History of piracy, reviewed by EFF’s senior copyright lawyer 
Along the way, you’ll be reminded that today’s debates have historical roots in controversies over computer hacking, phone phreaking, home taping, and ultimately the 1920s patent-law rebellions against AT&T. This is history every interested copy-fighter, patent reformer, and netizen needs to…
The Daily Routines of Famous Creative People | Podio
Discover how some of the world’s greatest minds organized their daily routines. We delved into their diaries and other documents to see how they worked, slept and exercised their way to success.
Public radio station in NYC won’t air “Howl” for fear of the FCC
The FCC’s war on dirty words is having a chilling effect — even WBAI Pacifica, the radical radio station in NYC, is scared of airing Allen Ginsberg’s magnificent poem, Howl.
“Why, 50 years later after a judge ruled that children could read this poem, people are afraid the courts will say…
What a bunch of cowards.
Chuck Klosterman interviews Jimmy Page
This was a fun (and funny) interview. Mostly funny because of the balls that Klosterman had in asking some of the questions he did. And then there was the way Page answered.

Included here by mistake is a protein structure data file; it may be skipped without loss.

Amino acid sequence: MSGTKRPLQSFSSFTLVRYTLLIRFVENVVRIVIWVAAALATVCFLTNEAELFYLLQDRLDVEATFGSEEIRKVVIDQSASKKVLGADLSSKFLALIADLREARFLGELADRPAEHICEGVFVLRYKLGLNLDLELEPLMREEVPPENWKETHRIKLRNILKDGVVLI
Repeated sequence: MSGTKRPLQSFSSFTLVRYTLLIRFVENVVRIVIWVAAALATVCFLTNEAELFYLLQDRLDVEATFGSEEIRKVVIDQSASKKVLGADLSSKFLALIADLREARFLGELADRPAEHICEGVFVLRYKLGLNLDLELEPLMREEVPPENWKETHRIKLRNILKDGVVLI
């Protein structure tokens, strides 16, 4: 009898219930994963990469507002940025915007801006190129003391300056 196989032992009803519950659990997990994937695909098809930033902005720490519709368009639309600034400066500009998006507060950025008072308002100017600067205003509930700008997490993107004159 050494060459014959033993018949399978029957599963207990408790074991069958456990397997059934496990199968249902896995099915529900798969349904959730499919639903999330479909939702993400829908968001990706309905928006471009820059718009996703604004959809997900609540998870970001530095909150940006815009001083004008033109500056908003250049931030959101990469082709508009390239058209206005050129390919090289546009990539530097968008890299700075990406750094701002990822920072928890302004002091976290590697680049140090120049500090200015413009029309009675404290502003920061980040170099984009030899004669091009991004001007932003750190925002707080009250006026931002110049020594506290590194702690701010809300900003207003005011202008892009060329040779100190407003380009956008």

The New Yorker rolls out metered paywall | Capital New York
So, why did the magazine decide to set the meter at six articles per month?
“Well, it’s based on a number of factors. One is our sort of intense data analysis of our readers. Another is the economics, and the third is gut. It feels like a good number,” NewYorker.com editor Nicholas Thomson told Capital in an interview. “You’ll be able to get a lot of stories, you’ll be able to get a lot of the magazine every month, but it also feels like a number where people will feel like they should subscribe.”
Data + gut. I like that. And I’m happy to pay.